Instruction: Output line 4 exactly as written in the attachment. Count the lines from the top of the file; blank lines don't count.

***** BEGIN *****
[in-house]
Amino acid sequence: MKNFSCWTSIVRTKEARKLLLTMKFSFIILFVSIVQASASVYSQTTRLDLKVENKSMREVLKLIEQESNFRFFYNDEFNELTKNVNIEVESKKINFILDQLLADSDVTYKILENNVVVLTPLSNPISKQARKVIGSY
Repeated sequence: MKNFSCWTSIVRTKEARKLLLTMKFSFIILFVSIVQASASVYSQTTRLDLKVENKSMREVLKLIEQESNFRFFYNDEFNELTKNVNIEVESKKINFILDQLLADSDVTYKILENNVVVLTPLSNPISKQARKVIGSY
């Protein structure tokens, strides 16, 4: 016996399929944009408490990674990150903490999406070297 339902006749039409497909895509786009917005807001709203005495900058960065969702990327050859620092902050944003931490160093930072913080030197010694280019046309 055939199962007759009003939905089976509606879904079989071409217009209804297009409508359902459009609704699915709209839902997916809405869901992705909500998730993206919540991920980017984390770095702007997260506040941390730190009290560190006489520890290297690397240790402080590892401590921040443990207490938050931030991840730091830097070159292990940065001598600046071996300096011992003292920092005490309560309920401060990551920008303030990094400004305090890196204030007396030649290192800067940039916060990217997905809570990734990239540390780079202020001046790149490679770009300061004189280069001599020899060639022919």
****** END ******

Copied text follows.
């Protein structure tokens, strides 16, 4: 016996399929944009408490990674990150903490999406070297 339902006749039409497909895509786009917005807001709203005495900058960065969702990327050859620092902050944003931490160093930072913080030197010694280019046309 055939199962007759009003939905089976509606879904079989071409217009209804297009409508359902459009609704699915709209839902997916809405869901992705909500998730993206919540991920980017984390770095702007997260506040941390730190009290560190006489520890290297690397240790402080590892401590921040443990207490938050931030991840730091830097070159292990940065001598600046071996300096011992003292920092005490309560309920401060990551920008303030990094400004305090890196204030007396030649290192800067940039916060990217997905809570990734990239540390780079202020001046790149490679770009300061004189280069001599020899060639022919």